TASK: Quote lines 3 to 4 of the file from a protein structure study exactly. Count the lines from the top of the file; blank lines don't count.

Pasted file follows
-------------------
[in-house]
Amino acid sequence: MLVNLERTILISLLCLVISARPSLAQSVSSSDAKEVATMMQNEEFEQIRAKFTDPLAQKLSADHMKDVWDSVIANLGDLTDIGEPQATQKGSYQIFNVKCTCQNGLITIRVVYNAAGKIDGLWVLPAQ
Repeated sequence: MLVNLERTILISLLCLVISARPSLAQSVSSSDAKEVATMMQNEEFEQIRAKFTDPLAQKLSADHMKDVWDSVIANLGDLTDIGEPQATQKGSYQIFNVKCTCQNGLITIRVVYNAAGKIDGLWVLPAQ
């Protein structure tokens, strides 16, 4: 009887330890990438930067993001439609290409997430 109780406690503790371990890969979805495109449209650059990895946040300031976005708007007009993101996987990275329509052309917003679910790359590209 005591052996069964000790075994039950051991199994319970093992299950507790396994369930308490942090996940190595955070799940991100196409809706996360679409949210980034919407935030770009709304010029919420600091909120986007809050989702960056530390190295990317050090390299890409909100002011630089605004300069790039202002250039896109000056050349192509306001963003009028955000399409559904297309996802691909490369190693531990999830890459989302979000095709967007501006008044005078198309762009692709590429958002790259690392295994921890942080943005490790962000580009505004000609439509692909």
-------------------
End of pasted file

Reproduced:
Repeated sequence: MLVNLERTILISLLCLVISARPSLAQSVSSSDAKEVATMMQNEEFEQIRAKFTDPLAQKLSADHMKDVWDSVIANLGDLTDIGEPQATQKGSYQIFNVKCTCQNGLITIRVVYNAAGKIDGLWVLPAQ
């Protein structure tokens, strides 16, 4: 009887330890990438930067993001439609290409997430 109780406690503790371990890969979805495109449209650059990895946040300031976005708007007009993101996987990275329509052309917003679910790359590209 005591052996069964000790075994039950051991199994319970093992299950507790396994369930308490942090996940190595955070799940991100196409809706996360679409949210980034919407935030770009709304010029919420600091909120986007809050989702960056530390190295990317050090390299890409909100002011630089605004300069790039202002250039896109000056050349192509306001963003009028955000399409559904297309996802691909490369190693531990999830890459989302979000095709967007501006008044005078198309762009692709590429958002790259690392295994921890942080943005490790962000580009505004000609439509692909």